An important aspect of Foucault’s definition of heterotopia is the idea of this place as “a kind of effectively enacted utopia in which real sites, all the other sites that can be found within the culture, are simultaneously represented, contested, and inverted.” This statement can also be used to describe internet and cyberspace as well. Cyberspace is a site where all other aspects of human society and culture can be found, and discussed. The virtual world and its content is an open space where all aspects of society and the physical world can come together, and be found in this one utopian-like site. This definition of the heterotopia seems to be an ideal match for describing cyberspace, therefore emphasizing the relevance of Foucault’s formulations in modern society. Heterotopias make up a large amount of today’s physical life, and now dominate human’s non-physical lives in cyberspace. Foucault continues describing the heterotopia by using the metaphor of the mirror; “the mirror is, after all, a utopia, since it is a placeless place. In the mirror, I see myself there where I am not, in an unreal, virtual space that opens up behind the surface.” Not only is this a description of the mirror’s function but, it also describes the purpose of the computer screen, and its action of allowing user’s virtual lives to be viewed behind the surface of the screen. Human’s now have a presence in cyberspace where they can see themselves and have interactions, but they are not physically present in this new place. The internet is a real place, but it is separate from the physical world, making it a kind “counter-site,” like the heterotopia.

Describing cyberspace as a form of simulation and a collection of modern simulacrum can be just as beneficial as seeing cyberspace as a heterotopia. Baudrillard’s concepts can be seen as similar to Foucault’s work with modern space and its importance in society, and both theorists can use cyberspace as the model example for their ideas. Human’s experiences in cyberspace are seen as simulations of reality, and the content of the internet contains forms of simulacrum. The virtual world is the prime example of modern simulation and hub of simulacrum because of its ability to make the real, physical world less meaningful in regards to the understanding of human life. Human society now revolves around this new form of media, and it has the ability and accessibility of virtual manipulation, creating simulacrums that follow the steps that Baudrillard has formulated. Simulacrum starts as a basic reflection of reality, it perverts reality into and “evil appearance” of itself, it creates an absence of the original reality, and then finally, the simulacrum becomes a simulation of reality, completely taking over. The content of the internet can be seen as the product of this process, which now creates a new artificial truth and experience that disregards the original, non-cyber reality. This fourth step is also a creation of the “hyperreal,” and cyberspace is the culmination of hyperreal content slowly taking over human’s perception of reality. The term “virtual reality” has grown to be a common part of human life, and has created the simulation and heterotopia of the internet life.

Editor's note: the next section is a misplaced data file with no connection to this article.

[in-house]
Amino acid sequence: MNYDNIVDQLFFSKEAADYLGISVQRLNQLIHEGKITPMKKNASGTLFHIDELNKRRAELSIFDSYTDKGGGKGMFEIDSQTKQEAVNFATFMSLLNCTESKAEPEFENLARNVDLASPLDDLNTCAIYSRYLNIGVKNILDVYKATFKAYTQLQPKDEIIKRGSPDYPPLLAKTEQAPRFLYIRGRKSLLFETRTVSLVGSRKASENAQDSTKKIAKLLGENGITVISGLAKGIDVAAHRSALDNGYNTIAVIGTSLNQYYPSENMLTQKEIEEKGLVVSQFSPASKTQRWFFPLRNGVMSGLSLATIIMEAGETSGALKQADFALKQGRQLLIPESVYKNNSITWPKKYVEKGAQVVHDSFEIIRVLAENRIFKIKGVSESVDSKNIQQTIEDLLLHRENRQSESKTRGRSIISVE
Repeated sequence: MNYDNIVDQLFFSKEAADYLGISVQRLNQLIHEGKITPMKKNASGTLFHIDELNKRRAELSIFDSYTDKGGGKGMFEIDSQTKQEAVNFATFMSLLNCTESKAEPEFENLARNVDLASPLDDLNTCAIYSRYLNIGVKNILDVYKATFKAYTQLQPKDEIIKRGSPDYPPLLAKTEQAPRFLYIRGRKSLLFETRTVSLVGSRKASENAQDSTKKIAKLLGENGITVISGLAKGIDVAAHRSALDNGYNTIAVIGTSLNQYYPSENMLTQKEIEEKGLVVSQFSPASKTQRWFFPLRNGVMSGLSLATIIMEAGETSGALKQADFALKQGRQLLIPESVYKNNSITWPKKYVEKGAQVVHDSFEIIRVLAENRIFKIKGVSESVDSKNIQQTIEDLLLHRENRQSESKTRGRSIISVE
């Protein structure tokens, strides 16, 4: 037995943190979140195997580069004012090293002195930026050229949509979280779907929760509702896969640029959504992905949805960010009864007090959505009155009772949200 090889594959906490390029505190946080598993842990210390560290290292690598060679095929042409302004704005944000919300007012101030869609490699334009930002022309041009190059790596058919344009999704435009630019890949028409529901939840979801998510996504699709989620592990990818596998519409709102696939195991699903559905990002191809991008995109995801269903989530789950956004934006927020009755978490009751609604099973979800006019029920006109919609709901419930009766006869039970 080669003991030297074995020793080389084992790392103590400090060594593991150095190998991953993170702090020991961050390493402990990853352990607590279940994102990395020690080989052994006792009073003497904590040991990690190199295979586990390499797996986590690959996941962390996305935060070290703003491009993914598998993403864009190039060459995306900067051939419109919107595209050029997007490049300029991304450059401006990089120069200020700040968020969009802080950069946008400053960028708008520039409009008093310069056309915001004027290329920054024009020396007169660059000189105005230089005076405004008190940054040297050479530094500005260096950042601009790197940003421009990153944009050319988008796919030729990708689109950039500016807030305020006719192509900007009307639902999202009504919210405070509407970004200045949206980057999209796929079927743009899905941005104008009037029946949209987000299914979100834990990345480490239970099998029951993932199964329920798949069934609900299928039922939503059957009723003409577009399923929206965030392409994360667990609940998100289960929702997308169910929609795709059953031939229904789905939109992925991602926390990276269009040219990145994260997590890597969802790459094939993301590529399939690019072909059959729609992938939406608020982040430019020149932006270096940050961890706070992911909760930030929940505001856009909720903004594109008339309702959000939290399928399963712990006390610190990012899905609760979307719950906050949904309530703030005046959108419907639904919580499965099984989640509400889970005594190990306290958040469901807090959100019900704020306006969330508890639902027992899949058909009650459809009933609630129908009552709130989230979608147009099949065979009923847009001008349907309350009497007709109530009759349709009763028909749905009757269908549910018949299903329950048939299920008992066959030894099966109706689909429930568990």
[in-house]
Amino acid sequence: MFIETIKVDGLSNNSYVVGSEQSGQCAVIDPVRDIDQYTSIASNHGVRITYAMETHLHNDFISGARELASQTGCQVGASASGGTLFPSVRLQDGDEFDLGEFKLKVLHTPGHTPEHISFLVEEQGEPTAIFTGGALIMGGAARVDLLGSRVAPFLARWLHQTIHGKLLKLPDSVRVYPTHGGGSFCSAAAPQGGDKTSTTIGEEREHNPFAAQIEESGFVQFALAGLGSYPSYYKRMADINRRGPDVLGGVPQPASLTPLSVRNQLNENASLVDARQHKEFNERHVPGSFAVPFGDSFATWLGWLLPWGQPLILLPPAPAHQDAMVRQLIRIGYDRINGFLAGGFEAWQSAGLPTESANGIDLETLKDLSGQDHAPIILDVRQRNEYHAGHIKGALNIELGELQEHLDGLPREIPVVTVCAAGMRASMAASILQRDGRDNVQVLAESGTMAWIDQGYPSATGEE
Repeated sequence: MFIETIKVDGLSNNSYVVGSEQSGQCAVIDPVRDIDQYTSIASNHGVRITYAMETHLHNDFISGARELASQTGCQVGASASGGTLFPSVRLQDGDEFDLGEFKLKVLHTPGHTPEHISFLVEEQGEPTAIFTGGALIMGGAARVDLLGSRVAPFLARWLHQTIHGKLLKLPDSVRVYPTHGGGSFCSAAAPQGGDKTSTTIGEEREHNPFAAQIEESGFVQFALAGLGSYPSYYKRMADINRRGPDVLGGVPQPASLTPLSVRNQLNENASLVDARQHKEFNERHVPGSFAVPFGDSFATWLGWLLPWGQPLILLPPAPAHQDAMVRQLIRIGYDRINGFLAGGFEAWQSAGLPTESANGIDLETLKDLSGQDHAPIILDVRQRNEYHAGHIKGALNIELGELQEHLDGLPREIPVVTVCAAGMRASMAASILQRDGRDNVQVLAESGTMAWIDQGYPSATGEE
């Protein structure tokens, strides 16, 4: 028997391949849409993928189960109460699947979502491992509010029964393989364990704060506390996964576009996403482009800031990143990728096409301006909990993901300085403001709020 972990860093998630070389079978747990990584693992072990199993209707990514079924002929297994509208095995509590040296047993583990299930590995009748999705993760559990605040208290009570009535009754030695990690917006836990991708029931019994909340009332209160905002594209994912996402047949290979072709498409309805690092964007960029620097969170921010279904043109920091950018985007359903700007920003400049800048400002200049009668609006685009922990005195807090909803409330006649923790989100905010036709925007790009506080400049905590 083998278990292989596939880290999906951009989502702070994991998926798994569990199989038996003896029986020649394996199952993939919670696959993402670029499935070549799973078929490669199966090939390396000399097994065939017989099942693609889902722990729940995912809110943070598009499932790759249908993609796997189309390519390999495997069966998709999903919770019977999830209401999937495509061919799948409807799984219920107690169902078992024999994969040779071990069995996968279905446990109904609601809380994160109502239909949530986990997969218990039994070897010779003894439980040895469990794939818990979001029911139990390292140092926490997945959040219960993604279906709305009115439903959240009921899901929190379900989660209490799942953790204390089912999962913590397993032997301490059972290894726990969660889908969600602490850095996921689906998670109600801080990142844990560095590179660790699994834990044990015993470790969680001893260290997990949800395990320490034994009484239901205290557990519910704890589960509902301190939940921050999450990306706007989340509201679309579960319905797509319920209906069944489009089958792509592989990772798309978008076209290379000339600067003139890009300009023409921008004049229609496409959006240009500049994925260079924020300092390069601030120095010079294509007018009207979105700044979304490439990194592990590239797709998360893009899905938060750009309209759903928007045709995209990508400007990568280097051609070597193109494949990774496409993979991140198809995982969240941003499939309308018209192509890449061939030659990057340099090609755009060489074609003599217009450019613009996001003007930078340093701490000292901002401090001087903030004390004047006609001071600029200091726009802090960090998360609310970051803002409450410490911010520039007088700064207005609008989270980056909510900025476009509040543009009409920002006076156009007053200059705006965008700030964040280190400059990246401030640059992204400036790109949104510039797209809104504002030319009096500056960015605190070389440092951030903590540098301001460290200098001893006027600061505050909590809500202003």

Just as Baudrillard uses the example of Disneyland as one of the iconic forms of simulacrum and simulation, cyberspace and the internet can be just as exemplary in modern society. Cyberspace follows the idea of both Baudrillard and Foucault, making it one of the most common heterotopias of the twenty first century. The heterotopia can be seen as synonymous for the term “cyberspace” because the experience of the virtual world is just as Foucault describes the heterotopic ship; “the boat is a floating piece of space, a place without a place, that exists by itself, that is closed in on itself and at the same time is given over to the infinity of the sea… the ship is the heterotopia par excellence.” Cyberspace is the modern day ship in terms of heterotopic traits, and is this place without of place that can combine multiple aspects of human society and culture in one, separated site.